Over the next few weeks, we’re going to take an in-depth look at each of the Jets’ offseason acquisitions, starting today with linebacker Jarrad Davis.
The 26-year old is listed at 6’1” and 245 pounds and was the 21st overall pick in the 2017 draft. In four years with the Lions, Davis racked up over 300 tackles, 10.5 sacks and seven forced fumbles. However, he was moved into a rotational role last season and the Lions opted not to exercise his fifth year option.
Davis was a three-star prospect in high school and initially was set to attend Auburn. However, after a coaching change, the new staff wasn’t as high on Davis, so he opted to go to Florida instead.
As a true freshman, Davis mostly played on special teams but did make one start. Then, in his sophomore year, he was again limited to one start and missed the last three games due to injury. Over his first two seasons, he totaled 47 tackles.
As a junior, Davis became a starter and broke out with 98 tackles, 3.5 sacks and his first career interception. Then, in his senior year, he earned second-team all-SEC honors, although his season was again cut short due to injuries. He ended up with 60 tackles and two sacks.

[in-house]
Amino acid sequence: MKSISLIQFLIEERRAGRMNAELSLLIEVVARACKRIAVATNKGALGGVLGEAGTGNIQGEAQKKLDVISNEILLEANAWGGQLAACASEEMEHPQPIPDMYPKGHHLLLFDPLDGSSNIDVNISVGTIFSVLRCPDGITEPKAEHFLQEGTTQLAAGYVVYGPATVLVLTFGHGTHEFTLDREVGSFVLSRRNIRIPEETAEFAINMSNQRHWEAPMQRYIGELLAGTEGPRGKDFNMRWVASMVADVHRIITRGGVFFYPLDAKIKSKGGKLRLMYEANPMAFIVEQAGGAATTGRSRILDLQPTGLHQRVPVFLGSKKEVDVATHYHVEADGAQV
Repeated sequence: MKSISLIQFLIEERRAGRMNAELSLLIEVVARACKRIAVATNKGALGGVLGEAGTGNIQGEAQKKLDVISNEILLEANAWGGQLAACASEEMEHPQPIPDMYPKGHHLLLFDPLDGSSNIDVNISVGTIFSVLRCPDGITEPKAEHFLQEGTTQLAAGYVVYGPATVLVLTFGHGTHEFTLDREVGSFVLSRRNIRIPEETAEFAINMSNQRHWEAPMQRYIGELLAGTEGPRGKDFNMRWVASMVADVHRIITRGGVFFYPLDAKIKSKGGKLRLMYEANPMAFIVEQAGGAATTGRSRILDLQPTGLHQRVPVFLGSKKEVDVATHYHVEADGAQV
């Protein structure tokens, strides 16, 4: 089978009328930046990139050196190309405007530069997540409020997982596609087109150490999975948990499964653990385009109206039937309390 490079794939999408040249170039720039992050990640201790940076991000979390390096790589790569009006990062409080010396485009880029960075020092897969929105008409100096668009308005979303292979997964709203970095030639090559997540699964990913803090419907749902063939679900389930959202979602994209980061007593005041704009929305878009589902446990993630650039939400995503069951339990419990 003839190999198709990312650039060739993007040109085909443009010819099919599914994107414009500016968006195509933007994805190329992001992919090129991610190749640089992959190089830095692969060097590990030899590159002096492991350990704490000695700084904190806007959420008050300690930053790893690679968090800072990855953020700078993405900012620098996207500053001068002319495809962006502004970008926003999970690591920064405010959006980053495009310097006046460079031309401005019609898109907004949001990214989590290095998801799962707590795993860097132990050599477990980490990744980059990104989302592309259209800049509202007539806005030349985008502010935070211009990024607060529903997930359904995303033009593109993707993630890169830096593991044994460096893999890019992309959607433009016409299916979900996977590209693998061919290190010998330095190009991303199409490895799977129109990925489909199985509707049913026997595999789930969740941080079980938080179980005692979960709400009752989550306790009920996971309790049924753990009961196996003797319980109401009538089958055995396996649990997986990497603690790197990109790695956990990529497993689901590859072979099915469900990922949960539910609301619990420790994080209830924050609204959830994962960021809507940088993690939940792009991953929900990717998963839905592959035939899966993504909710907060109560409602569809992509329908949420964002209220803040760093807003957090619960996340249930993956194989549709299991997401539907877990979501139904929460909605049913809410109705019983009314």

Having been unable to participate at the Senior Bowl or Scouting Combine, Davis had a good pro day to solidify himself as a potential first round pick. The Lions selected him with the 21st overall pick and named him the starting middle linebacker before the season.
Davis was productive as a rookie, earning all-rookie team honors by racking up 96 tackles, two sacks and three passes defensed. However, he struggled initially before coming on strong late in the season.